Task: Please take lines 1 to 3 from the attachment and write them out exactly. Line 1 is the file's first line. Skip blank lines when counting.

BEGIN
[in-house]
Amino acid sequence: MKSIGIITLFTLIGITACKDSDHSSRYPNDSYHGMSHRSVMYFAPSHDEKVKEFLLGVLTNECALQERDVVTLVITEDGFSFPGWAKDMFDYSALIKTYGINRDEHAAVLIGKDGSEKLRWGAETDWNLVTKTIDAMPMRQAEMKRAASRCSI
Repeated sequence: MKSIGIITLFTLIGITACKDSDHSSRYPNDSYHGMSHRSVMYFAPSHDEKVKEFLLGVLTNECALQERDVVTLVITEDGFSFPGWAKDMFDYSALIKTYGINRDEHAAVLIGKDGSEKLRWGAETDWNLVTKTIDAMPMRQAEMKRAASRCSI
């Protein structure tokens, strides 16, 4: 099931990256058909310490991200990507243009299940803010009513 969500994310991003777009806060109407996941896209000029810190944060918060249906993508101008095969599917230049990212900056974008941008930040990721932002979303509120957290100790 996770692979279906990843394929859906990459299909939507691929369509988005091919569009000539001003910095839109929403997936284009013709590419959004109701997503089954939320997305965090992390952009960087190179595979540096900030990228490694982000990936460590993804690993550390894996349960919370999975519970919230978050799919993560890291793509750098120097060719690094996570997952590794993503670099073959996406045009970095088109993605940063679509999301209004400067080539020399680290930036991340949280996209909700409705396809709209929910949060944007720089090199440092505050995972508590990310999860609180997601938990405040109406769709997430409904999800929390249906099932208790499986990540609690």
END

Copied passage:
[in-house]
Amino acid sequence: MKSIGIITLFTLIGITACKDSDHSSRYPNDSYHGMSHRSVMYFAPSHDEKVKEFLLGVLTNECALQERDVVTLVITEDGFSFPGWAKDMFDYSALIKTYGINRDEHAAVLIGKDGSEKLRWGAETDWNLVTKTIDAMPMRQAEMKRAASRCSI
Repeated sequence: MKSIGIITLFTLIGITACKDSDHSSRYPNDSYHGMSHRSVMYFAPSHDEKVKEFLLGVLTNECALQERDVVTLVITEDGFSFPGWAKDMFDYSALIKTYGINRDEHAAVLIGKDGSEKLRWGAETDWNLVTKTIDAMPMRQAEMKRAASRCSI